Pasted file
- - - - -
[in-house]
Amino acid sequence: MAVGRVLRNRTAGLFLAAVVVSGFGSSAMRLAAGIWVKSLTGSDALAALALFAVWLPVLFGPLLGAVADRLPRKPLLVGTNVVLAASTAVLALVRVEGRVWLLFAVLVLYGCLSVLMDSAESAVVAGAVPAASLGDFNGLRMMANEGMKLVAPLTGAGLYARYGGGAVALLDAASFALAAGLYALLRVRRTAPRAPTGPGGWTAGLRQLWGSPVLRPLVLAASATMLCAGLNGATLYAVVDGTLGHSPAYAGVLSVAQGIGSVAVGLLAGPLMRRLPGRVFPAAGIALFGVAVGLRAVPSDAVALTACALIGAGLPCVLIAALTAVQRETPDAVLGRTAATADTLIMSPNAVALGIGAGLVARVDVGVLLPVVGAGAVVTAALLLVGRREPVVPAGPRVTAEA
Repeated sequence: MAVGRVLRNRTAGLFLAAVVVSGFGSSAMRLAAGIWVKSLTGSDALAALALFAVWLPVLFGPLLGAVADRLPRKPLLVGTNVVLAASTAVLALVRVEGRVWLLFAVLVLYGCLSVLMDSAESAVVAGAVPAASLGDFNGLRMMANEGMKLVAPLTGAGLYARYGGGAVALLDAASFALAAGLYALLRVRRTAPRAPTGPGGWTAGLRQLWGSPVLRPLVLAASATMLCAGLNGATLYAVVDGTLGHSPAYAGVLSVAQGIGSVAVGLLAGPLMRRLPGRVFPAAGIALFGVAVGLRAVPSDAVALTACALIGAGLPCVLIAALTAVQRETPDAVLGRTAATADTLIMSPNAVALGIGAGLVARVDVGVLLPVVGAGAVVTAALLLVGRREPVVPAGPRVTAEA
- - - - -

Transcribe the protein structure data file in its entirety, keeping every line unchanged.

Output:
[in-house]
Amino acid sequence: MAVGRVLRNRTAGLFLAAVVVSGFGSSAMRLAAGIWVKSLTGSDALAALALFAVWLPVLFGPLLGAVADRLPRKPLLVGTNVVLAASTAVLALVRVEGRVWLLFAVLVLYGCLSVLMDSAESAVVAGAVPAASLGDFNGLRMMANEGMKLVAPLTGAGLYARYGGGAVALLDAASFALAAGLYALLRVRRTAPRAPTGPGGWTAGLRQLWGSPVLRPLVLAASATMLCAGLNGATLYAVVDGTLGHSPAYAGVLSVAQGIGSVAVGLLAGPLMRRLPGRVFPAAGIALFGVAVGLRAVPSDAVALTACALIGAGLPCVLIAALTAVQRETPDAVLGRTAATADTLIMSPNAVALGIGAGLVARVDVGVLLPVVGAGAVVTAALLLVGRREPVVPAGPRVTAEA
Repeated sequence: MAVGRVLRNRTAGLFLAAVVVSGFGSSAMRLAAGIWVKSLTGSDALAALALFAVWLPVLFGPLLGAVADRLPRKPLLVGTNVVLAASTAVLALVRVEGRVWLLFAVLVLYGCLSVLMDSAESAVVAGAVPAASLGDFNGLRMMANEGMKLVAPLTGAGLYARYGGGAVALLDAASFALAAGLYALLRVRRTAPRAPTGPGGWTAGLRQLWGSPVLRPLVLAASATMLCAGLNGATLYAVVDGTLGHSPAYAGVLSVAQGIGSVAVGLLAGPLMRRLPGRVFPAAGIALFGVAVGLRAVPSDAVALTACALIGAGLPCVLIAALTAVQRETPDAVLGRTAATADTLIMSPNAVALGIGAGLVARVDVGVLLPVVGAGAVVTAALLLVGRREPVVPAGPRVTAEA